DCSIMG

Wild side with Prof Ian Rotherham

Seagulls include some of the bird world’s great adapters. Seaside towns have always been good for gulls and how could Whitby or Scarborough be the same without the cries of gulls from among the bed-and-breakfast chimneystacks?

However, sit on the quayside waving your pasty or deep-fried cod around and it will be gone in a flash, stolen by these highwaymen of the open seas. They also descend on waste bins and bags in search of scraps.

The problem has become so bad, that in Scarborough there have been calls for on-the-spot fines for holidaymakers caught feeding the gulls. I understand this was dismissed as ‘rubbish’.

Mike Parker enquired about gulls he observed in Scarborough.

‘I had a day-trip to Scarborough yesterday and took a few photographs of gulls nesting on the ledges of prominent buildings with some of the nests having young in them.

However, I do not know what species they are.

Below the nesting sites, the guano is accumulating as, indeed, it is along pavements and in open spaces in general. Many cars can be seen driving around covered in the stuff – and a fair few pedestrians too!’

Mike continued: ‘I am assuming these birds must also be a noise nuisance given they make an almost continuous racket and hence cannot be welcome when perched on a ledge outside a window, shrieking away at all hours. But what are they?’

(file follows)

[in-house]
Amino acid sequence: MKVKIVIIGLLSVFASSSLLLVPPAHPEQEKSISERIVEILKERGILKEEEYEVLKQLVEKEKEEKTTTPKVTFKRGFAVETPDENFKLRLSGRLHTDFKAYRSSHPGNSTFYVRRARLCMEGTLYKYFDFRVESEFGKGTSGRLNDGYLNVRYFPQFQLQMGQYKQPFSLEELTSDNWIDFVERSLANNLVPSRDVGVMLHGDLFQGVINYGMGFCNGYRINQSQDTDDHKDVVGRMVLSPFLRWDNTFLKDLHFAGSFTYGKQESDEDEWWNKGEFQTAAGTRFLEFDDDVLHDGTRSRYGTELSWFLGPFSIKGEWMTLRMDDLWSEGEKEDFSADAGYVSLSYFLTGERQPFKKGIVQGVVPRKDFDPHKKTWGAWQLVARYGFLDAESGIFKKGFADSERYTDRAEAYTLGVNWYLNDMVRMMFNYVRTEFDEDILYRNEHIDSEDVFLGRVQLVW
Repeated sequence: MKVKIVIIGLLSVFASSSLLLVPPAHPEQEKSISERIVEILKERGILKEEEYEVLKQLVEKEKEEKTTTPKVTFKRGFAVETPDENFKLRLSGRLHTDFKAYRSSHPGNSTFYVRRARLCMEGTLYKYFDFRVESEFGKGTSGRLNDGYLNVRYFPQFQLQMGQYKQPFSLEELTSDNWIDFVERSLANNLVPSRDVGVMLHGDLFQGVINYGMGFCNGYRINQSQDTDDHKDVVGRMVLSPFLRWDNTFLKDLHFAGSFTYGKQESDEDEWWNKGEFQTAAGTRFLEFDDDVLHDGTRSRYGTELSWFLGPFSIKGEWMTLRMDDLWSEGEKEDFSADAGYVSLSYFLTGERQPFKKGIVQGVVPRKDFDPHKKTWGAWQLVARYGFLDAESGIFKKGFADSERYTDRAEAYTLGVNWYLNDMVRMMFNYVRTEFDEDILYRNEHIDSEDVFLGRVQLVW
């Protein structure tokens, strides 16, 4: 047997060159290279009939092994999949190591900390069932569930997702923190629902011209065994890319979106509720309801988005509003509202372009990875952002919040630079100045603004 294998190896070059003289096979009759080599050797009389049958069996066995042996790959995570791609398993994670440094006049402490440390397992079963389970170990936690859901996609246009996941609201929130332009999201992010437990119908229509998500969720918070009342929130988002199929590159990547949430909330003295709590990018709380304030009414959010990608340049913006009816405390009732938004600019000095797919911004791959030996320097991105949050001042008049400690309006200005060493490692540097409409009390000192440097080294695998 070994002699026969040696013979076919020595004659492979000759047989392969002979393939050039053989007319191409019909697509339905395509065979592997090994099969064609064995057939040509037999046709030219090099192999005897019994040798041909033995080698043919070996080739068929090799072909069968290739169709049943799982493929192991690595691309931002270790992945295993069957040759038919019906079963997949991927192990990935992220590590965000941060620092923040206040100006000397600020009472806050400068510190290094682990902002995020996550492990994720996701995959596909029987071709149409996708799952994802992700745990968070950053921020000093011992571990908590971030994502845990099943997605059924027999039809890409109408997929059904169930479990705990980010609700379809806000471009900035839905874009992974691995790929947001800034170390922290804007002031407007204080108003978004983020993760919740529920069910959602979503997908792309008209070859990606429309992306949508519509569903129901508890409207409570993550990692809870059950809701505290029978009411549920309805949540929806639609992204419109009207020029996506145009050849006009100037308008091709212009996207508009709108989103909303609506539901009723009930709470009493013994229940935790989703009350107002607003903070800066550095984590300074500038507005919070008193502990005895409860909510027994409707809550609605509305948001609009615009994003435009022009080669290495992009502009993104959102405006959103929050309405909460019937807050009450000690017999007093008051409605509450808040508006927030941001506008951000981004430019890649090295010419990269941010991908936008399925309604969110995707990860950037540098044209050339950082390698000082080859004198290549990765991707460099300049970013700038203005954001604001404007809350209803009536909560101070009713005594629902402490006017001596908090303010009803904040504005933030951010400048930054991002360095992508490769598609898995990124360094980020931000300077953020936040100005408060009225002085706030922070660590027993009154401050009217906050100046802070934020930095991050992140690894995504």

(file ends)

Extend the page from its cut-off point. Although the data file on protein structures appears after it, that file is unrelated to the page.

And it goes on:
Well, many species of gulls can adapt to life in a seaside town, and the most obvious are generally herring gulls and lesser black-backed, both big birds.

In this case, however, the species in question is the kittiwake, an altogether more delicate little gull that nests in huge colonies on the nearby cliffs at Flamborough and Bempton.

I imagine that urban-dwelling kittiwakes are quite unusual and perhaps another ‘first’ for Yorkshire!

Noisy, yes, guano, yes, but still nice to see, although I write from the inland safety of Norton in Sheffield.

One of the great things about wildlife and nature is how species adapt to human impacts and how some, at least, can take advantage of opportunities that arise.

Finally, for this week, we have had a problem with emails, so if you sent an enquiry, sadly it only just came through! I will try to respond over the next few weeks, and please keep the messages coming in. My apologies if you have been waiting for replies that never came!

n Sightings: Moorland areas have plenty of family parties of whinchats and stonechats, often standing proudly on top of bracken fronds of gorse bushes. Meadow pipits, much less showy, dart off among heather tussocks, and wrens, often forgotten as an upland bird, are busy churring and chipping, in dense vegetation. Common buzzards are showing well, and in some woodlands such as at Longshaw, common redstarts are feeding youngsters, this cousin of the robin being one of our prettier summer visitors. Tawny owls are getting noisy with adults and well-grown youngsters in and around woods and urban parks and gardens. A friend at Holmesfield has a young cuckoo in his garden being fed by a pair of dunnocks. He also had a great spotted woodpecker taken by a sparrowhawk – nature red in tooth and claw!

 

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